In this study we described acute medical problems in patients with blood-test confirmed cocaine use. Most patients were men who chronically abused cocaine and had no employment. Of note, 53% of the patients were over 30 years old in line with increases in age of patients with cocaine-related health problems in other European countries
]. The patients who abused more than one drug did so most commonly by combining cocaine with ethanol, opioids or cannabis, as reported by others
]. We found that such polydrug use lead to significantly more severe intoxications compared with the use of cocaine alone. Co-use of ethanol was predominant in the present and in the previously studied series of cocaine intoxications
]. Ethanol co-use with cocaine forms cocaethylene but also increases the plasma levels of cocaine, cocaine-induced subjective and also its cardiostimulant effects
]. Ethanol may therefore increase the toxicity of cocaine
] consistent with our findings. In accordance with data from the US
], most visits occurred during night time. In our study, cocaine was mostly abused nasally or intravenously while predominantly intravenous and inhalational use was reported in the US
] and mainly nasal administration was documented in Spain
]. It is possible that intravenous drug use is overrepresented in our sample because it may lead to increased utilization of the ED due to more severe complications. Severe toxicity was more frequent with injection drug use compared to other routes of administration but this association was not statistically significant in the present study. In our study and in line with the work by others
], co-use of other stimulants such as amphetamines or methylphenidate was hardly ever reported and amphetamines were only sporadically detected in the blood. In a recent analysis of exposures reported to the Swiss Toxicological Information Centre, co-use of amphetamines was noted in about 10% of the cocaine user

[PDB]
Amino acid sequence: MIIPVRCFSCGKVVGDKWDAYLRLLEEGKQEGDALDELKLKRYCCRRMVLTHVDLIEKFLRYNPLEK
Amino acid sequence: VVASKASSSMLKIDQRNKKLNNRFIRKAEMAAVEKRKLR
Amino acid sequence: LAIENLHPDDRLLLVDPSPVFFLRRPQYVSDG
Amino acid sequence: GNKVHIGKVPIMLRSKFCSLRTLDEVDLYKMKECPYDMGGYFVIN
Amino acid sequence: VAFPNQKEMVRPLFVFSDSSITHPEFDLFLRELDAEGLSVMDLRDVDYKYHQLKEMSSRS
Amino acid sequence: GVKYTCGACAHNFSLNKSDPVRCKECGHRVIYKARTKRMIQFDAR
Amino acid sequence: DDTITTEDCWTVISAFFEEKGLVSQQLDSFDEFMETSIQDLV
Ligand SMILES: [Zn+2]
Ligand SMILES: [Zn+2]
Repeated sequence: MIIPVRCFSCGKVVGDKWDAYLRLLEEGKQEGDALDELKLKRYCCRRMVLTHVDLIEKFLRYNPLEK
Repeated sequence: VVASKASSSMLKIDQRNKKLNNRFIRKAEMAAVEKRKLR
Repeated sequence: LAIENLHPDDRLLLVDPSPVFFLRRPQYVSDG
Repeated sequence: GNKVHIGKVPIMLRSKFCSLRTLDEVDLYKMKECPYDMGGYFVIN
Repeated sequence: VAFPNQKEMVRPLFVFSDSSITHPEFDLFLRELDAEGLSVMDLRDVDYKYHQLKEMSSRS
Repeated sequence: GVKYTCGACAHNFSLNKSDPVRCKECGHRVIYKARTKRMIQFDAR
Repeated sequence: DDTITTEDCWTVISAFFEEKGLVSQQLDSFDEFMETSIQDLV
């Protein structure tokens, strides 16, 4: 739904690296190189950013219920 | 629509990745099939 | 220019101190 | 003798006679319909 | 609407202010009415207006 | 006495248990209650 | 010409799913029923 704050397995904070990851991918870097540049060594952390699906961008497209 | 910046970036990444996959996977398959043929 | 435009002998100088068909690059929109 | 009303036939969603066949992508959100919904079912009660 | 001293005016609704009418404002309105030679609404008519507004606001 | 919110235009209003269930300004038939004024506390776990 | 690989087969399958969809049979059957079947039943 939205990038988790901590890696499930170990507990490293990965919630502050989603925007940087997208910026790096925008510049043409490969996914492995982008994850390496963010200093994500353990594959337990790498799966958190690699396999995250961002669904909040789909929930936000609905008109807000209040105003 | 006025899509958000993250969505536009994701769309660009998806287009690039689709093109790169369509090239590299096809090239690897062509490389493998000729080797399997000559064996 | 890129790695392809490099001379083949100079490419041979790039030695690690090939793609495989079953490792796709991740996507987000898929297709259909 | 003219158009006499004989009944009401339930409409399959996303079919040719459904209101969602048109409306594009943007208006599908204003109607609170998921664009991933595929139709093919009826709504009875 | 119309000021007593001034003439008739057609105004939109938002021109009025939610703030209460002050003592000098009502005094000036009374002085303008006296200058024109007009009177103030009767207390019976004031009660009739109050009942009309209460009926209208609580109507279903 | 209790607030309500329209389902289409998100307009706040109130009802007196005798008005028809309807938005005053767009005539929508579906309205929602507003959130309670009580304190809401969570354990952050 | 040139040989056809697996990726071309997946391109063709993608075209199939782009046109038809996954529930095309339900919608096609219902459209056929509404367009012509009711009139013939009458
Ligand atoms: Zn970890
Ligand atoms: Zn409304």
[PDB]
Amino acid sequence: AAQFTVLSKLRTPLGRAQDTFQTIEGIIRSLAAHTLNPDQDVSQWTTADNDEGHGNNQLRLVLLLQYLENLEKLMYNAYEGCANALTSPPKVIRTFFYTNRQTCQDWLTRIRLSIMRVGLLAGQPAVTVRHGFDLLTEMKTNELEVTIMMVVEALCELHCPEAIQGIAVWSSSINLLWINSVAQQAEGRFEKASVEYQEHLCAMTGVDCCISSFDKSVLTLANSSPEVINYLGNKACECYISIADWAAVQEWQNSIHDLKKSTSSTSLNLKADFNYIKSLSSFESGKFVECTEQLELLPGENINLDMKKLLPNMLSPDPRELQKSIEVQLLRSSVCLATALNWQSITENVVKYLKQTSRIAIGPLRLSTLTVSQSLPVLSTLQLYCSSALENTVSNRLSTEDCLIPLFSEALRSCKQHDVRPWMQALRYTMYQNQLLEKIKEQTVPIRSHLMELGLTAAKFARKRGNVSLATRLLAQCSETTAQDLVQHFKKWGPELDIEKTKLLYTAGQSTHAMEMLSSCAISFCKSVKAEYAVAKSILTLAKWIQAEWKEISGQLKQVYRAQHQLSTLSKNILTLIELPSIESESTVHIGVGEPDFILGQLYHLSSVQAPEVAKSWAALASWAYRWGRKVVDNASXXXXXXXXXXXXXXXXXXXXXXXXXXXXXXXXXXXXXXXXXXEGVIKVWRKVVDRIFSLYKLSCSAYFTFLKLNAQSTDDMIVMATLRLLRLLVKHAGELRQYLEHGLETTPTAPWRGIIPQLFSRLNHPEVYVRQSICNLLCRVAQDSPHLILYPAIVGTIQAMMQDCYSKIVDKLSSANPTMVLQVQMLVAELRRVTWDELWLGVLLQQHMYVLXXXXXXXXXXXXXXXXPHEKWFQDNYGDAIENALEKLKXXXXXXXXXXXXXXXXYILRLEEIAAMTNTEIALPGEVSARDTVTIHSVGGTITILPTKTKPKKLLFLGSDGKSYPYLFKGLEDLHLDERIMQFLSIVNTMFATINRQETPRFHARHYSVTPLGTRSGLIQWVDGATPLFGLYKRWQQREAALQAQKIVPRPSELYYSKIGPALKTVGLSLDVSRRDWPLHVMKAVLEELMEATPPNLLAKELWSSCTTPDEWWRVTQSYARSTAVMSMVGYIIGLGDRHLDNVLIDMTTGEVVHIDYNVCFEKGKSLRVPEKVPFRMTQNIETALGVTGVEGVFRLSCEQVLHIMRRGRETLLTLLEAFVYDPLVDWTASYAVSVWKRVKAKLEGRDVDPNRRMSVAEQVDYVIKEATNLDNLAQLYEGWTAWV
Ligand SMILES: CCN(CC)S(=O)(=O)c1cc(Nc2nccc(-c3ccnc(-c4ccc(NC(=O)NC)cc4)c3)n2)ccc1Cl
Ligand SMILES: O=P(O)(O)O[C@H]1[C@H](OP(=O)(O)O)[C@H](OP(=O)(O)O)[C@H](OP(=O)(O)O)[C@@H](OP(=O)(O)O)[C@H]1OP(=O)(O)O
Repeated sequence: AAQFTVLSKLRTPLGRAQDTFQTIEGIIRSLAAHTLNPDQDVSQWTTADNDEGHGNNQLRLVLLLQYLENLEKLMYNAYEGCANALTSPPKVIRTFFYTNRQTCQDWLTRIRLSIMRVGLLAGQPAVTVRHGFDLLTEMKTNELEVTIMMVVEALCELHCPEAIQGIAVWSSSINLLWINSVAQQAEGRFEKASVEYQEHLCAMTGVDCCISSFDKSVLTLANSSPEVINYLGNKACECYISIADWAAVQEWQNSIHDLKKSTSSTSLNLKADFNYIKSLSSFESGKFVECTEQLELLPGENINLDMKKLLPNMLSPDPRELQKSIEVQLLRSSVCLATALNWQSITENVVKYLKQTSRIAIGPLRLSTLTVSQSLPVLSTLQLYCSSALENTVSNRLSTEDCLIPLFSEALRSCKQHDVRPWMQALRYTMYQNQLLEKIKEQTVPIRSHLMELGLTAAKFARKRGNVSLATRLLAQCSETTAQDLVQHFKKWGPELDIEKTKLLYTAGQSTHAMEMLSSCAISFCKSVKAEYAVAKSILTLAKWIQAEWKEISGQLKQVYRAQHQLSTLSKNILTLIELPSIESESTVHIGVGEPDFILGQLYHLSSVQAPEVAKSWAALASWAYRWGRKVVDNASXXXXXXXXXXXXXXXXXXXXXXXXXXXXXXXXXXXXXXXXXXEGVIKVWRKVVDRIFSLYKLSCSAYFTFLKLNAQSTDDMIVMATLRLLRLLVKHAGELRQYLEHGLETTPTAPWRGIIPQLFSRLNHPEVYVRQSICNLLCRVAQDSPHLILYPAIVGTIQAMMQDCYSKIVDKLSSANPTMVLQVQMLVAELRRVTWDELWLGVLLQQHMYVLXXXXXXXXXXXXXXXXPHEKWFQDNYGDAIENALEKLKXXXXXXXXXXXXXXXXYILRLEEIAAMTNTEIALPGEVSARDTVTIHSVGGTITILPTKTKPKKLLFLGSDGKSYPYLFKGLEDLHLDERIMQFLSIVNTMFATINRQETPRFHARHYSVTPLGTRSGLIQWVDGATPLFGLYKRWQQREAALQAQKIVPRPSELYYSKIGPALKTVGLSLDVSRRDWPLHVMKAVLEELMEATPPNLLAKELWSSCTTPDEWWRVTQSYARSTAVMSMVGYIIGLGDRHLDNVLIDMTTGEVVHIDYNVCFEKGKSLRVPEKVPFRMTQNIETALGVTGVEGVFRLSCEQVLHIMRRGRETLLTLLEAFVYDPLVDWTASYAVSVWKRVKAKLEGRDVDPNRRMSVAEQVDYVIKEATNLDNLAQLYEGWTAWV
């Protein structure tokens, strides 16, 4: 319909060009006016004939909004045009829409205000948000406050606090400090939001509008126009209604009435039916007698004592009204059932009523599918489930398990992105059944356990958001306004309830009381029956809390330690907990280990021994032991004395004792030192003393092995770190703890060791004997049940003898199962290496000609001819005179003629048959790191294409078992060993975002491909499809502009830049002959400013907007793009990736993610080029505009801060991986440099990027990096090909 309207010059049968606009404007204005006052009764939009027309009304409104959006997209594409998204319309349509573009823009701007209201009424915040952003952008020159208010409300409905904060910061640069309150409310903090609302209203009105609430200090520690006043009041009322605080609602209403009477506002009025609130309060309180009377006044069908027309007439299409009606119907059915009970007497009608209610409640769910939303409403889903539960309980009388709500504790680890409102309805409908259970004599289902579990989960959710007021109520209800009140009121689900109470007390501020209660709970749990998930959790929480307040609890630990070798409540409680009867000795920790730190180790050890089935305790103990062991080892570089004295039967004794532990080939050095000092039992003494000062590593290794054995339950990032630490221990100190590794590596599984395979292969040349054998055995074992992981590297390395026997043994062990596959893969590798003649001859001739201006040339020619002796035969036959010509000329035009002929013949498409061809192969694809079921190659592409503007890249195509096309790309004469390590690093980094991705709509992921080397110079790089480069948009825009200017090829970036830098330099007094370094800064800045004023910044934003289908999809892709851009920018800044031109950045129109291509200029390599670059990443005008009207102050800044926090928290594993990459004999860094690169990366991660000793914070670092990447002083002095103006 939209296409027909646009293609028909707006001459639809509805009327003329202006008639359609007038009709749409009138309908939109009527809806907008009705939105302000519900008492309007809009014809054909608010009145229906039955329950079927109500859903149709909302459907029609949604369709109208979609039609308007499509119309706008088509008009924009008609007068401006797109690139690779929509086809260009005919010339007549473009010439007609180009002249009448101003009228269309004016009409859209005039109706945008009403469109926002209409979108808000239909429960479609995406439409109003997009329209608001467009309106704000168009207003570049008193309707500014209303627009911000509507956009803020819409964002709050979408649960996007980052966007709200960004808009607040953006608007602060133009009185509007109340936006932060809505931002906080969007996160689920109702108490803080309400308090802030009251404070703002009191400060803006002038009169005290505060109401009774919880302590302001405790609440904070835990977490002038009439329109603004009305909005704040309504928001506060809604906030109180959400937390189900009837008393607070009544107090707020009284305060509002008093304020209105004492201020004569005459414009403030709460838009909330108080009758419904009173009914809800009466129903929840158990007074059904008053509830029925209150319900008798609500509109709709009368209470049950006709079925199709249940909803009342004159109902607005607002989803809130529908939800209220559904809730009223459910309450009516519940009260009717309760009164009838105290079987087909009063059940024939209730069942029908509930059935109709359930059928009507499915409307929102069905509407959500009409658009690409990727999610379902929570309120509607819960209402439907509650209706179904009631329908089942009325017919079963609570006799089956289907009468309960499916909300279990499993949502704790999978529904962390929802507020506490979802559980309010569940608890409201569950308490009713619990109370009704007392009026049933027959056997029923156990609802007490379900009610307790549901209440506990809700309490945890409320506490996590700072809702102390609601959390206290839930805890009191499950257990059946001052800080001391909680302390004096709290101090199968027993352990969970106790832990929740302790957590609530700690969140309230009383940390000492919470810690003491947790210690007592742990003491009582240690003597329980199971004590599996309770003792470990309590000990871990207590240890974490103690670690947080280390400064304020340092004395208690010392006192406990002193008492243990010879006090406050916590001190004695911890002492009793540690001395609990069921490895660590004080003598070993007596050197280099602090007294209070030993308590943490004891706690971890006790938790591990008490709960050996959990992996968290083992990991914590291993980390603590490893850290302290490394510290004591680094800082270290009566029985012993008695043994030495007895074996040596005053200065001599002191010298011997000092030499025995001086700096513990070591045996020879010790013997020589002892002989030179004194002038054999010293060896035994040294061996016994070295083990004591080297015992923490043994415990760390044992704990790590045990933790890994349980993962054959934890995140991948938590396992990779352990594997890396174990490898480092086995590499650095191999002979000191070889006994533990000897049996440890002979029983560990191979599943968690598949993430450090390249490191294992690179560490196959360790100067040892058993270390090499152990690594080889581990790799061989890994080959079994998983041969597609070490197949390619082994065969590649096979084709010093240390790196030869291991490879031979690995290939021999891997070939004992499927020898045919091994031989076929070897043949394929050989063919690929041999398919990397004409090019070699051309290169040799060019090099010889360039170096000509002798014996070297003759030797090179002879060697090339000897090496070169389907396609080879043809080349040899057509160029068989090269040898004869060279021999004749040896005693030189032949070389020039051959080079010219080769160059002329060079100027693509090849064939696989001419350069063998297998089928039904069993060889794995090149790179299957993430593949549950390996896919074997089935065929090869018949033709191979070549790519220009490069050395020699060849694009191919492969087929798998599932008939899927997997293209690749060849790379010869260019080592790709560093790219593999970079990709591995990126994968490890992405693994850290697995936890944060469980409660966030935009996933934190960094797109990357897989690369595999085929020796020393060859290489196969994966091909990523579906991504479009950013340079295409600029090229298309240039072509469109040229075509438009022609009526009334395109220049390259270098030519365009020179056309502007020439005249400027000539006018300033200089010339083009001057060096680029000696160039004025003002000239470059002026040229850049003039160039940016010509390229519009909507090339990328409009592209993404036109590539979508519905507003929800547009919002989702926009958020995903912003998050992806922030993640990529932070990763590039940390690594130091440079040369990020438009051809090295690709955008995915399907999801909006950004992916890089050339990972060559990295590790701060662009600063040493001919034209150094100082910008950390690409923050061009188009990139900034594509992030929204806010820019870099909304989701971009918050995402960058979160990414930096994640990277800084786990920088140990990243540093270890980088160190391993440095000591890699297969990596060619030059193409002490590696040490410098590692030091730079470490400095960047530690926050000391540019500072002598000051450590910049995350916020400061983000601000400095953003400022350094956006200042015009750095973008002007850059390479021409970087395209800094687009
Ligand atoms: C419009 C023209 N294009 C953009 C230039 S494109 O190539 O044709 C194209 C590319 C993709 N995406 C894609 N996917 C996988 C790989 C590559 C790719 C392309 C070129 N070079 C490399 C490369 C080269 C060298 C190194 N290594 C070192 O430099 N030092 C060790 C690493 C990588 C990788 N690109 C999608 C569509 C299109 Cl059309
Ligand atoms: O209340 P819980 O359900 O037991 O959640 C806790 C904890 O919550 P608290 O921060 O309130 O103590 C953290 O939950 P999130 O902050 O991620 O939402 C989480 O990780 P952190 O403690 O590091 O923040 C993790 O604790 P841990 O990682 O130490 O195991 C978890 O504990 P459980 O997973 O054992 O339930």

]. Use of GHB was very rarely reported in our study whereas 15% of GHB users who presented to an ED in Zurich reported co-ingestion of cocaine
]. In Spain, co-use of GHB in patients with cocaine intoxication was reported in only 6% of patients
]. Use of methylphenidate was not reported in our study in accordance with an analysis of a small number of methylphenidate users presenting to the Basel ED
] who did not co-use cocaine. In contrast, cocaine users with opioid substitution therapy in the Basel area indicate that they misuse methylphenidate orally, nasally, or intravenously as a substitute for cocaine
]. Thus, methylphenidate co-use may have gone undetected because, contrary to other amphetamines, it was not detected by the blood screening test. Taken together, the data indicate that cocaine is not typically combined with other stimulants but rather co-used with sedating drugs including opioids, ethanol, or cannabis.
Chief complaints associated with acute cocaine toxicity were mainly neuropsychiatric or cardiovascular. The most commonly reported symptoms included anxiety, restlessness, agitation, chest pain and palpitations similar to previous studies
]. Sixty-four percent of the patients presented with psychiatric symptoms similar to the 55-61% reported by recent previous studies
] but higher than the 31-37% reported by earlier studies
]. Loss of consciousness occurred in the multidrug user group, mainly due to concomitant use of ethanol or opioids. Hypertension and tachycardia were the main clinical signs regardless whether cocaine was used alone or in combination with other substances. Twenty-one percent of the patients reported chest pain. Percentages of patients reporting chest pain ranged from 11-39% in other case-series